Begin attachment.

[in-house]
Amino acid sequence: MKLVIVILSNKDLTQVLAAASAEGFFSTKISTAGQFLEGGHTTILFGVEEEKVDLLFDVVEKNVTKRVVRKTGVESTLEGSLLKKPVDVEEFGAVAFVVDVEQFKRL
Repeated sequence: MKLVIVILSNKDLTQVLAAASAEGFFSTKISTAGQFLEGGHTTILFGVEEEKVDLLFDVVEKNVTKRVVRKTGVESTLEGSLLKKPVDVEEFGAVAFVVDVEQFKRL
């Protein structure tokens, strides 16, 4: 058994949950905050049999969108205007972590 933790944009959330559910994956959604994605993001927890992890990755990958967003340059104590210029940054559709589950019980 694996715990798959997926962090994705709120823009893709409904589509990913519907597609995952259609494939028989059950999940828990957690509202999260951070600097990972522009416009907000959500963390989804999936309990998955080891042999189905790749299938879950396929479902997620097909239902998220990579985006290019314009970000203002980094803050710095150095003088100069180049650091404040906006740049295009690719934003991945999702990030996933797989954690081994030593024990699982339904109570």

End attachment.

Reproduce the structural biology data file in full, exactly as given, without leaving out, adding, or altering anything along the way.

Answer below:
[in-house]
Amino acid sequence: MKLVIVILSNKDLTQVLAAASAEGFFSTKISTAGQFLEGGHTTILFGVEEEKVDLLFDVVEKNVTKRVVRKTGVESTLEGSLLKKPVDVEEFGAVAFVVDVEQFKRL
Repeated sequence: MKLVIVILSNKDLTQVLAAASAEGFFSTKISTAGQFLEGGHTTILFGVEEEKVDLLFDVVEKNVTKRVVRKTGVESTLEGSLLKKPVDVEEFGAVAFVVDVEQFKRL
């Protein structure tokens, strides 16, 4: 058994949950905050049999969108205007972590 933790944009959330559910994956959604994605993001927890992890990755990958967003340059104590210029940054559709589950019980 694996715990798959997926962090994705709120823009893709409904589509990913519907597609995952259609494939028989059950999940828990957690509202999260951070600097990972522009416009907000959500963390989804999936309990998955080891042999189905790749299938879950396929479902997620097909239902998220990579985006290019314009970000203002980094803050710095150095003088100069180049650091404040906006740049295009690719934003991945999702990030996933797989954690081994030593024990699982339904109570």